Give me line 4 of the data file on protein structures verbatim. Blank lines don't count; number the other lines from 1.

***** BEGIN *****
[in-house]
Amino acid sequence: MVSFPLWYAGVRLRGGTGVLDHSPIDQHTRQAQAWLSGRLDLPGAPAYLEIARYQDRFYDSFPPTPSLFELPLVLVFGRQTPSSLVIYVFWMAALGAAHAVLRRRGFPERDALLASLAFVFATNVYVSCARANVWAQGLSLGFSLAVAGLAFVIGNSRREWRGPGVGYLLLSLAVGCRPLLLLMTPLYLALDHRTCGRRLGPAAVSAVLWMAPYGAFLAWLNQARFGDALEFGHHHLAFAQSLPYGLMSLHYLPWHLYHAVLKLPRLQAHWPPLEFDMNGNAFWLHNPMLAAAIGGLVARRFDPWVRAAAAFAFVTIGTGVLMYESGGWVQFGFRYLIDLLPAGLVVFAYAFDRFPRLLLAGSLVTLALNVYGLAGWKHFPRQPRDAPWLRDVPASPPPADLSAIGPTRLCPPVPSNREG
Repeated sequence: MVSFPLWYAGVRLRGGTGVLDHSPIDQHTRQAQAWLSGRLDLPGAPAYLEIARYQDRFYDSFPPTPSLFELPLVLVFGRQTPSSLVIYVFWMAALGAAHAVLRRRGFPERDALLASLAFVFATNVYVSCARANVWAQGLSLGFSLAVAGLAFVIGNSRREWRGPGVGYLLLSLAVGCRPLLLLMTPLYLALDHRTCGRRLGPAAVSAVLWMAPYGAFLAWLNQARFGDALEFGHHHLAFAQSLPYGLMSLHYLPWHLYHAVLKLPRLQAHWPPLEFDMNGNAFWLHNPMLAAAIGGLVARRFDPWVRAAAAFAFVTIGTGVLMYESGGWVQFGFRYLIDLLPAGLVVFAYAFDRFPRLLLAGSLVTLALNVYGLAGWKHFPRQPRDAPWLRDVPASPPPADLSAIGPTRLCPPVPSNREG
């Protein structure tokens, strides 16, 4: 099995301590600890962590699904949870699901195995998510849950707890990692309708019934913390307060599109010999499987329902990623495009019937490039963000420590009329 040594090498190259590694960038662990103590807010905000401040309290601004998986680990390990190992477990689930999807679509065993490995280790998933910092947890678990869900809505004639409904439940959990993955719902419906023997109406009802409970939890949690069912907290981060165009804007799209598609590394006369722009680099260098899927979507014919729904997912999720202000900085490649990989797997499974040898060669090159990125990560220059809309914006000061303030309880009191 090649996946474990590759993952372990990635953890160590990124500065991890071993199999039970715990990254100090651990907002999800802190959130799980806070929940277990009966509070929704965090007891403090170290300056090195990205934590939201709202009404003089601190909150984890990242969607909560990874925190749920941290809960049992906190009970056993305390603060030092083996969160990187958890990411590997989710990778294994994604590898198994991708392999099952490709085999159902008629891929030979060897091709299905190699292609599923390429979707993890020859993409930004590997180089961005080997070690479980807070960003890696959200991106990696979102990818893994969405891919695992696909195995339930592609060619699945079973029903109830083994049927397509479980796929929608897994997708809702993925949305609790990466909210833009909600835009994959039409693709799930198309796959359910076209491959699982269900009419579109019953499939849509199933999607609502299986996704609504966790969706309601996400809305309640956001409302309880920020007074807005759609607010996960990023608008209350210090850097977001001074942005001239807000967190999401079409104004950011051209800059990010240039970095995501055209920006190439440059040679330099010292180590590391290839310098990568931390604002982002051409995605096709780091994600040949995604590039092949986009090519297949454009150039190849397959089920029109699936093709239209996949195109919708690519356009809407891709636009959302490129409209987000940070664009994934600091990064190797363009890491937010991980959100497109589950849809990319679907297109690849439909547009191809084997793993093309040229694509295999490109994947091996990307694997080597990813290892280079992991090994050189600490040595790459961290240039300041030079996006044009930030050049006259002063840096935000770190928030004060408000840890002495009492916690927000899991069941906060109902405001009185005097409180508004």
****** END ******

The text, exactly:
């Protein structure tokens, strides 16, 4: 099995301590600890962590699904949870699901195995998510849950707890990692309708019934913390307060599109010999499987329902990623495009019937490039963000420590009329 040594090498190259590694960038662990103590807010905000401040309290601004998986680990390990190992477990689930999807679509065993490995280790998933910092947890678990869900809505004639409904439940959990993955719902419906023997109406009802409970939890949690069912907290981060165009804007799209598609590394006369722009680099260098899927979507014919729904997912999720202000900085490649990989797997499974040898060669090159990125990560220059809309914006000061303030309880009191 090649996946474990590759993952372990990635953890160590990124500065991890071993199999039970715990990254100090651990907002999800802190959130799980806070929940277990009966509070929704965090007891403090170290300056090195990205934590939201709202009404003089601190909150984890990242969607909560990874925190749920941290809960049992906190009970056993305390603060030092083996969160990187958890990411590997989710990778294994994604590898198994991708392999099952490709085999159902008629891929030979060897091709299905190699292609599923390429979707993890020859993409930004590997180089961005080997070690479980807070960003890696959200991106990696979102990818893994969405891919695992696909195995339930592609060619699945079973029903109830083994049927397509479980796929929608897994997708809702993925949305609790990466909210833009909600835009994959039409693709799930198309796959359910076209491959699982269900009419579109019953499939849509199933999607609502299986996704609504966790969706309601996400809305309640956001409302309880920020007074807005759609607010996960990023608008209350210090850097977001001074942005001239807000967190999401079409104004950011051209800059990010240039970095995501055209920006190439440059040679330099010292180590590391290839310098990568931390604002982002051409995605096709780091994600040949995604590039092949986009090519297949454009150039190849397959089920029109699936093709239209996949195109919708690519356009809407891709636009959302490129409209987000940070664009994934600091990064190797363009890491937010991980959100497109589950849809990319679907297109690849439909547009191809084997793993093309040229694509295999490109994947091996990307694997080597990813290892280079992991090994050189600490040595790459961290240039300041030079996006044009930030050049006259002063840096935000770190928030004060408000840890002495009492916690927000899991069941906060109902405001009185005097409180508004």